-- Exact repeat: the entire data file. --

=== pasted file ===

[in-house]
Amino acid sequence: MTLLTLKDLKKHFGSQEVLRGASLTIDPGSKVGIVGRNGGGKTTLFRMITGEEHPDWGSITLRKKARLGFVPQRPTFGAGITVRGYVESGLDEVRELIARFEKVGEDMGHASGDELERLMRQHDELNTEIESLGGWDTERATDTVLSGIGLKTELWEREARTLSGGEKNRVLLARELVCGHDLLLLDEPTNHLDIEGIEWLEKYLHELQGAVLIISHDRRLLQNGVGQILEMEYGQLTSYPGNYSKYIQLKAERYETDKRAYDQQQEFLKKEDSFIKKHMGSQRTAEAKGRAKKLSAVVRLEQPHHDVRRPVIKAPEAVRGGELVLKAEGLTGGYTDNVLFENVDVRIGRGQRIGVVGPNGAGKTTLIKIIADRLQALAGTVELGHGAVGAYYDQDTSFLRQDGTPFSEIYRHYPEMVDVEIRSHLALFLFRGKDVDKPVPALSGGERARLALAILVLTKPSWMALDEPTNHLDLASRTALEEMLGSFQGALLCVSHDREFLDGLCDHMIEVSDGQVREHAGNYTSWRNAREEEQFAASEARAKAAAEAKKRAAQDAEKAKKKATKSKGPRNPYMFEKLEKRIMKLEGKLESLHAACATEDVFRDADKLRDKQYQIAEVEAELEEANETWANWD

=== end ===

[in-house]
Amino acid sequence: MTLLTLKDLKKHFGSQEVLRGASLTIDPGSKVGIVGRNGGGKTTLFRMITGEEHPDWGSITLRKKARLGFVPQRPTFGAGITVRGYVESGLDEVRELIARFEKVGEDMGHASGDELERLMRQHDELNTEIESLGGWDTERATDTVLSGIGLKTELWEREARTLSGGEKNRVLLARELVCGHDLLLLDEPTNHLDIEGIEWLEKYLHELQGAVLIISHDRRLLQNGVGQILEMEYGQLTSYPGNYSKYIQLKAERYETDKRAYDQQQEFLKKEDSFIKKHMGSQRTAEAKGRAKKLSAVVRLEQPHHDVRRPVIKAPEAVRGGELVLKAEGLTGGYTDNVLFENVDVRIGRGQRIGVVGPNGAGKTTLIKIIADRLQALAGTVELGHGAVGAYYDQDTSFLRQDGTPFSEIYRHYPEMVDVEIRSHLALFLFRGKDVDKPVPALSGGERARLALAILVLTKPSWMALDEPTNHLDLASRTALEEMLGSFQGALLCVSHDREFLDGLCDHMIEVSDGQVREHAGNYTSWRNAREEEQFAASEARAKAAAEAKKRAAQDAEKAKKKATKSKGPRNPYMFEKLEKRIMKLEGKLESLHAACATEDVFRDADKLRDKQYQIAEVEAELEEANETWANWD